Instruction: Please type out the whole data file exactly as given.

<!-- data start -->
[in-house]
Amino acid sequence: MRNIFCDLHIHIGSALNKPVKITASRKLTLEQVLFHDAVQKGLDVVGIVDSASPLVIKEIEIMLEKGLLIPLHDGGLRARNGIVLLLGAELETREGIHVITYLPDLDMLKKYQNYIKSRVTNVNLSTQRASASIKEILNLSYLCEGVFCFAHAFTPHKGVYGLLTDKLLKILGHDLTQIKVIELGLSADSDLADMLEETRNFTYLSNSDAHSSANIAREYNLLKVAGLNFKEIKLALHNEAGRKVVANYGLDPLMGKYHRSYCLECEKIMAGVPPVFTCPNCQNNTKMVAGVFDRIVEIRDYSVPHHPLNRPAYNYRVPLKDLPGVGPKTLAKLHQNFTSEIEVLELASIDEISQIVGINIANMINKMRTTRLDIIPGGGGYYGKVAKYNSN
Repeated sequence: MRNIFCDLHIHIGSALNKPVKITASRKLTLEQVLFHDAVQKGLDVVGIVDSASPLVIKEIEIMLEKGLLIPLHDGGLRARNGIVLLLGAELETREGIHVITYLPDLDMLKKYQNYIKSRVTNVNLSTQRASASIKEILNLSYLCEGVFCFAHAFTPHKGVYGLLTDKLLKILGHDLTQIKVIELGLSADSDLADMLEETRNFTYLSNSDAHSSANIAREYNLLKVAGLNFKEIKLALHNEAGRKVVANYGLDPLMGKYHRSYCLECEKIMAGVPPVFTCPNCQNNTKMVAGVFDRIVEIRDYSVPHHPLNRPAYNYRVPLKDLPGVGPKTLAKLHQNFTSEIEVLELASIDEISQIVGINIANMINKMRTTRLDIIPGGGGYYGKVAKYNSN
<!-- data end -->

[in-house]
Amino acid sequence: MRNIFCDLHIHIGSALNKPVKITASRKLTLEQVLFHDAVQKGLDVVGIVDSASPLVIKEIEIMLEKGLLIPLHDGGLRARNGIVLLLGAELETREGIHVITYLPDLDMLKKYQNYIKSRVTNVNLSTQRASASIKEILNLSYLCEGVFCFAHAFTPHKGVYGLLTDKLLKILGHDLTQIKVIELGLSADSDLADMLEETRNFTYLSNSDAHSSANIAREYNLLKVAGLNFKEIKLALHNEAGRKVVANYGLDPLMGKYHRSYCLECEKIMAGVPPVFTCPNCQNNTKMVAGVFDRIVEIRDYSVPHHPLNRPAYNYRVPLKDLPGVGPKTLAKLHQNFTSEIEVLELASIDEISQIVGINIANMINKMRTTRLDIIPGGGGYYGKVAKYNSN
Repeated sequence: MRNIFCDLHIHIGSALNKPVKITASRKLTLEQVLFHDAVQKGLDVVGIVDSASPLVIKEIEIMLEKGLLIPLHDGGLRARNGIVLLLGAELETREGIHVITYLPDLDMLKKYQNYIKSRVTNVNLSTQRASASIKEILNLSYLCEGVFCFAHAFTPHKGVYGLLTDKLLKILGHDLTQIKVIELGLSADSDLADMLEETRNFTYLSNSDAHSSANIAREYNLLKVAGLNFKEIKLALHNEAGRKVVANYGLDPLMGKYHRSYCLECEKIMAGVPPVFTCPNCQNNTKMVAGVFDRIVEIRDYSVPHHPLNRPAYNYRVPLKDLPGVGPKTLAKLHQNFTSEIEVLELASIDEISQIVGINIANMINKMRTTRLDIIPGGGGYYGKVAKYNSN